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Aparthied returns to South Africa in unbelievable fashion.

POSTED BY: OLDENGLANDDRY
UPDATED: Saturday, August 13, 2022 03:38
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Thursday, August 30, 2012 8:49 AM

OLDENGLANDDRY

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Thursday, August 30, 2012 9:27 AM

NIKI2

Gettin' old, but still a hippie at heart...


Gawd, how sickening. I'd put it down to police corruption/malfeasance more than to racism, myself, but then I don't know enough about it to judge. It's just obviously SO wrong, and kind of reflective of some of what happens HERE where the police are concerned...tho' certainly not to such a degree!!


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Friday, September 20, 2019 7:06 AM

JAYNEZTOWN


Did you know there is a BBC Pigin English service https://www.bbc.com/pidgin/tori-49749030

Heading home: Nigerians fleeing xenophobic attacks in South Africa

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Friday, November 26, 2021 5:40 PM

JAYNEZTOWN


Covid fear and Corona Lockdowns?

South African health minister criticizes travel bans
https://rumble.com/vpujvw-south-african-health-minister-criticizes-tra
vel-bans.html

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Saturday, August 13, 2022 3:38 AM

JAYNEZTOWN


Ilana Mercer’s “Into the Cannibal’s Pot”: A Review

https://thenewamerican.com/ilana-mercers-into-the-cannibals-pot-a-revi
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Quote:


Ilana Mercer’s, Into the Cannibal’s Pot: Lessons for America from Post-Apartheid South Africa, is an unusual book. Yet it is unusual in the best sense of the word.

At once autobiographical and political; philosophical, historical, and practical; controversial and commonsensical, Cannibal succeeds in weaving into a seamless whole a number of distinct modes of thought. This is no mean feat. In fact, its author richly deserves to be congratulated for scoring an achievement of the highest order, for in the hands of less adept thinkers, this ensemble of voices would have fast degenerated into a cacophony. By the grace of Mercer’s pen, in stark contrast, it is transformed into a symphony.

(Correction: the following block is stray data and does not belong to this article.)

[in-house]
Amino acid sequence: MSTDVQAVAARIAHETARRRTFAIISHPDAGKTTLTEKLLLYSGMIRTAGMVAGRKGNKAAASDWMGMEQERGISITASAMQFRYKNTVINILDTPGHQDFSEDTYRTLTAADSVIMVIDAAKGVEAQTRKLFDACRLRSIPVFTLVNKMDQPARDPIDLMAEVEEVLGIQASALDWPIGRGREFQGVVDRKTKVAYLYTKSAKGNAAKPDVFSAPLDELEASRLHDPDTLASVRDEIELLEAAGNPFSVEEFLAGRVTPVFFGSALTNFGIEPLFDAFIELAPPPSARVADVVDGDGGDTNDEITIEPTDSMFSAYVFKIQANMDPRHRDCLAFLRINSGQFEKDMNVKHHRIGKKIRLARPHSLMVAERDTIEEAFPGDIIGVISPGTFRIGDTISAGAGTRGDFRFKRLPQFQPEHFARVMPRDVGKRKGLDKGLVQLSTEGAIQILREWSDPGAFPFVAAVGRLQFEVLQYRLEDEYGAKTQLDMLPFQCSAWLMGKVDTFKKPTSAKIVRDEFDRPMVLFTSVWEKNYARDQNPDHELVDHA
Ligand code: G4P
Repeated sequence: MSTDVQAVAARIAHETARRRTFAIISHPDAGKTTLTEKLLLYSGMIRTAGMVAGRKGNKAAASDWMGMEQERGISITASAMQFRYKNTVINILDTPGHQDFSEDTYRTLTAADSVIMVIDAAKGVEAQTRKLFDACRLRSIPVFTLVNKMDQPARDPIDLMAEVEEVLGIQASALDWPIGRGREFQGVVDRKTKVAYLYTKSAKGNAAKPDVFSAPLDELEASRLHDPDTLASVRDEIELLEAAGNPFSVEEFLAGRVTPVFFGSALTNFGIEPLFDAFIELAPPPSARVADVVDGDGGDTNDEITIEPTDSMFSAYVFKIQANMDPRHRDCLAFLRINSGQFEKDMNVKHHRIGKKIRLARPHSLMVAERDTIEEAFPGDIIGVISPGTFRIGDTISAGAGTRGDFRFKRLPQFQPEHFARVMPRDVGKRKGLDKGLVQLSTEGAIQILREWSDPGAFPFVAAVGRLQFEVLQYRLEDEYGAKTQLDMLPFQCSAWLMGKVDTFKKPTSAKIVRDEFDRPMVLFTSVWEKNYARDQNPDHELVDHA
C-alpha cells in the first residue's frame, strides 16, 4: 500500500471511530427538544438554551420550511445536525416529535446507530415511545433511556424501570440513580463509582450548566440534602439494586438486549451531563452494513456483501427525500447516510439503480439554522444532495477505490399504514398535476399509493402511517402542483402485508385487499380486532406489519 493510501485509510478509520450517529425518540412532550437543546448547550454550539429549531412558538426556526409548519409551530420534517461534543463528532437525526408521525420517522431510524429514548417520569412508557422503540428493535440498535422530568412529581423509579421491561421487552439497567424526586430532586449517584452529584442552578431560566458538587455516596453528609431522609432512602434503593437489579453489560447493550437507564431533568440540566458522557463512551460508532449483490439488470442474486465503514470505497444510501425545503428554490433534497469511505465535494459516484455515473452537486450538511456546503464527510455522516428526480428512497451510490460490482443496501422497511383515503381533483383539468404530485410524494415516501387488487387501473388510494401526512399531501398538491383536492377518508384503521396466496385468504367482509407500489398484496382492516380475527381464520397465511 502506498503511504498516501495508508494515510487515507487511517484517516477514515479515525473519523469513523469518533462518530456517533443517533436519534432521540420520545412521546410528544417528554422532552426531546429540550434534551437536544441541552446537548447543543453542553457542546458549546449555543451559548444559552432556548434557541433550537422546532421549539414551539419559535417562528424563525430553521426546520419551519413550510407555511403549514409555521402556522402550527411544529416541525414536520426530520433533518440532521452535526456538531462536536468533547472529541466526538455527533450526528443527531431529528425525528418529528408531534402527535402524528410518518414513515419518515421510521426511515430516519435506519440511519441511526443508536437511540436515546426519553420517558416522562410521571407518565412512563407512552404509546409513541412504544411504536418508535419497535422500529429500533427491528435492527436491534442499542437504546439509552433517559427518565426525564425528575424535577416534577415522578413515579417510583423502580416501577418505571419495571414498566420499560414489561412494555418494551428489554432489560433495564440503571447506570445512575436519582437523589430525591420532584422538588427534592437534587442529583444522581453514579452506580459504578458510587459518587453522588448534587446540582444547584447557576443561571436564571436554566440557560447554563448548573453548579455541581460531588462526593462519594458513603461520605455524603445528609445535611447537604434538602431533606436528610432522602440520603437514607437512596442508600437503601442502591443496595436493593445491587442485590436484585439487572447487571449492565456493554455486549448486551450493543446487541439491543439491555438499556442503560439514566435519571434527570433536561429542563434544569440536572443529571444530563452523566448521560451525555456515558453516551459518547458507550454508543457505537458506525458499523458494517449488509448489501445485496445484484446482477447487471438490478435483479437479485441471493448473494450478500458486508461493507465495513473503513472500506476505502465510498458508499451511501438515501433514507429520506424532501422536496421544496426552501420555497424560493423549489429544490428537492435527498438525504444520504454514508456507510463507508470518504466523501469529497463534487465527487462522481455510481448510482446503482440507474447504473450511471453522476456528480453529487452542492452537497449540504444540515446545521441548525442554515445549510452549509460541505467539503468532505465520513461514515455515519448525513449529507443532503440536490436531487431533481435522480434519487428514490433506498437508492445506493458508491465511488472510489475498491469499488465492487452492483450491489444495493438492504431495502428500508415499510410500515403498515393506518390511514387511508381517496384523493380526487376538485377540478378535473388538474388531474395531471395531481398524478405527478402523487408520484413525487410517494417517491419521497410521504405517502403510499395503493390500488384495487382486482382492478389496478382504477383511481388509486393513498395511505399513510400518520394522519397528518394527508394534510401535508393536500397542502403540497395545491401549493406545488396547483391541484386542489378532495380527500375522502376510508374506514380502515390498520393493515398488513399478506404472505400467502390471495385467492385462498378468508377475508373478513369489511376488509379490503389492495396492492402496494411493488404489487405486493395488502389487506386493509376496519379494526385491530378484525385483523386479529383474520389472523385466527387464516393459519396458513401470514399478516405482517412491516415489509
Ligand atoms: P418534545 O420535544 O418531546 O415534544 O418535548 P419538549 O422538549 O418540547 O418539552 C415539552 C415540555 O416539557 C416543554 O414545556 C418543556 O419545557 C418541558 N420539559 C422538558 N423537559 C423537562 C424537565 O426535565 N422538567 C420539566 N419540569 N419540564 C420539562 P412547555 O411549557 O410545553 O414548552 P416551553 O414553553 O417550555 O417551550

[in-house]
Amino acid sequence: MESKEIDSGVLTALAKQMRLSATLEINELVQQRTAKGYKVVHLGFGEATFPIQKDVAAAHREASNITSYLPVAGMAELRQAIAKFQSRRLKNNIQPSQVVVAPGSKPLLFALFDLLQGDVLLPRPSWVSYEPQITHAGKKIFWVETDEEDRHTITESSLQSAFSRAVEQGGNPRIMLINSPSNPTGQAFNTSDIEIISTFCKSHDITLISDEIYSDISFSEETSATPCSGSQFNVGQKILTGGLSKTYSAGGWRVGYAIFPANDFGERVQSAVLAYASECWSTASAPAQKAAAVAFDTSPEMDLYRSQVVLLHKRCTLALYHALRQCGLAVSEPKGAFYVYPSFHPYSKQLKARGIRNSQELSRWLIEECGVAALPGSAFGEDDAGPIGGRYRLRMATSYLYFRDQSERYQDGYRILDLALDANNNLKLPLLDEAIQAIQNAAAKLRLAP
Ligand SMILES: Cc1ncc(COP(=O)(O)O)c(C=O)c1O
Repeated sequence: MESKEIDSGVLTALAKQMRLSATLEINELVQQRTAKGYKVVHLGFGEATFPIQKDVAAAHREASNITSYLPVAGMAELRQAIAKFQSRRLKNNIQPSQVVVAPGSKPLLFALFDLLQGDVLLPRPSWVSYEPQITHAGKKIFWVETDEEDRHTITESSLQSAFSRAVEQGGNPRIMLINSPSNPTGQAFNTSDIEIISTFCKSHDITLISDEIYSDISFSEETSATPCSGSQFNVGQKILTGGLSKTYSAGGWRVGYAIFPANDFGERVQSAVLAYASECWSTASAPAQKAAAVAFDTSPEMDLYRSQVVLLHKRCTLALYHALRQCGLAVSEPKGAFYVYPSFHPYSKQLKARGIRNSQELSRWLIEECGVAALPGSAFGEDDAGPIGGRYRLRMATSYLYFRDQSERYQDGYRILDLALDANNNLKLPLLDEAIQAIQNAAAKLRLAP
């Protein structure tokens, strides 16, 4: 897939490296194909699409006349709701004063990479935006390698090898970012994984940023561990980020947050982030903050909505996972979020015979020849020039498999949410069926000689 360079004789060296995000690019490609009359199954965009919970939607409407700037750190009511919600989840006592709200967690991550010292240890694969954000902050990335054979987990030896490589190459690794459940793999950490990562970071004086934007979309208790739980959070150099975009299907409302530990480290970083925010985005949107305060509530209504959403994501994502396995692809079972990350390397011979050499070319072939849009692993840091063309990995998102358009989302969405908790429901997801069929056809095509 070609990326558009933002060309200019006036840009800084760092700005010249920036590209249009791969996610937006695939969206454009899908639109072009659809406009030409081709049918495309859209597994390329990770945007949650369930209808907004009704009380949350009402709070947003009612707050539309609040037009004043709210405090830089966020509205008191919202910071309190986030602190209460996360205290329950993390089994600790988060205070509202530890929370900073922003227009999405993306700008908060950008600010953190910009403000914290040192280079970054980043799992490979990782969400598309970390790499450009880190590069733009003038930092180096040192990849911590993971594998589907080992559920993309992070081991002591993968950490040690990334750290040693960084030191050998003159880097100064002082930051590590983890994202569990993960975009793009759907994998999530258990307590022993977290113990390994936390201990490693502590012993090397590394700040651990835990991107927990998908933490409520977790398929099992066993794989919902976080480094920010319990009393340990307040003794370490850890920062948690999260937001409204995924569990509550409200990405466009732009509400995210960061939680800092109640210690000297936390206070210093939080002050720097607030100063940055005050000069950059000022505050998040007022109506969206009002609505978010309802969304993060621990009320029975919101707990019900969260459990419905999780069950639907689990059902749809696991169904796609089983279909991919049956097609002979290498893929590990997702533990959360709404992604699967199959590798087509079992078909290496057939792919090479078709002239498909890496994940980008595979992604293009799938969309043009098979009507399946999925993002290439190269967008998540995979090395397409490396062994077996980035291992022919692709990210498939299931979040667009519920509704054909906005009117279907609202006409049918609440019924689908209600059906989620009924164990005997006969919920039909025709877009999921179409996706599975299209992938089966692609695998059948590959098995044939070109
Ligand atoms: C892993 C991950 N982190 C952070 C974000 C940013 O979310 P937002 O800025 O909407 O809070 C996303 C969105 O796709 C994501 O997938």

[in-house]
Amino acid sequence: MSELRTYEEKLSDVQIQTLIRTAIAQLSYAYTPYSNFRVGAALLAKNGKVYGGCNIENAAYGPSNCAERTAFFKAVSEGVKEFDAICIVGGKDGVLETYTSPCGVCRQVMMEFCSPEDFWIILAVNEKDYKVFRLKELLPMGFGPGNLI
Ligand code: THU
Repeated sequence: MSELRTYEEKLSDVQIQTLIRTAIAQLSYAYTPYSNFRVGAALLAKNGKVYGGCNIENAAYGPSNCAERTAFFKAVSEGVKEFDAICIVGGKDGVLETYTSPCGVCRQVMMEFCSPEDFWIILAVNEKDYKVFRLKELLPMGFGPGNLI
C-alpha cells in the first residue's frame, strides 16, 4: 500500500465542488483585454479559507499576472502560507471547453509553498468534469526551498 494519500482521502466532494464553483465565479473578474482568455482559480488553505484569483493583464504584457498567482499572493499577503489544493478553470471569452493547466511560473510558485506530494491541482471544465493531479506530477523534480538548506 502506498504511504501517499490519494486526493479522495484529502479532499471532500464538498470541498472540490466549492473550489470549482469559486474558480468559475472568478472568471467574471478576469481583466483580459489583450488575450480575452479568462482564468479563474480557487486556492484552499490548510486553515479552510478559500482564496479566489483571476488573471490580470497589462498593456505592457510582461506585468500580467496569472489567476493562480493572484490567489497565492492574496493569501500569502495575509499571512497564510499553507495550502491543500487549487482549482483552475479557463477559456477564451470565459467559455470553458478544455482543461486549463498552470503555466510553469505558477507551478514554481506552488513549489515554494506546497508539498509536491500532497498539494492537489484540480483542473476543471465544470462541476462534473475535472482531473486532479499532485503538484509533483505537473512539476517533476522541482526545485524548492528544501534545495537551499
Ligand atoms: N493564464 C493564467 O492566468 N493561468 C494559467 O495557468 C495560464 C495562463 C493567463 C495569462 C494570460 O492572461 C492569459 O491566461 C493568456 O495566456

Mercer (pictured, above left) is a former resident of South Africa. She is intimately familiar with her native homeland in both its apartheid and post-apartheid manifestations. Yet it is precisely because she is all too well aware of the latter that she is now one of its legions of emigrants.

It would be a mistake, however, to conclude from Mercer’s flight from South Africa to the United States that she had ever been any sort of champion of apartheid. Not only has she never supported these (or, for that matter, any) racially themed institutional arrangements, Mercer’s “paleo-libertarianism” — a variant of the classical liberal tradition — positively precludes any such sympathy with its affirmation of “natural rights” and “individualism.”

Still, as she amply demonstrates, not by any social indicia does “the New South Africa” even remotely approximate the old as far as quality of life is concerned. As is more often than not the case with revolutionary-like innovations, the transition from apartheid to democracy has visited upon the residents of South Africa — especially its white residents, the Afrikaners — all manner of evil that, ostensibly, were not envisioned by those legions of Westerners for whom “change” of any kind can only be a benefit.

For one, far from being “the post-racial” idyll to which the abolition of apartheid was supposed to lead, the ruling African National Congress — the party of Nelson Mandella — is no less “committed” to “restructuring society around race” than were the “apartheid-era Afrikaners.” There is, however, one critical difference between South Africa under majority black rule and South Africa under minority white rule: “More people,” Mercer informs us, “are murdered in one week under African rule than died under the detention of the Afrikaner government over the course of roughly four decades.”

Mercer’s verdict upon the New South Africa is blunt and decisive: “Dubbed the ‘Rainbow Nation,’ for its multiculturalism, South Africa is now, more than before, a ‘Rambo Nation’.” (Emphasis added.)


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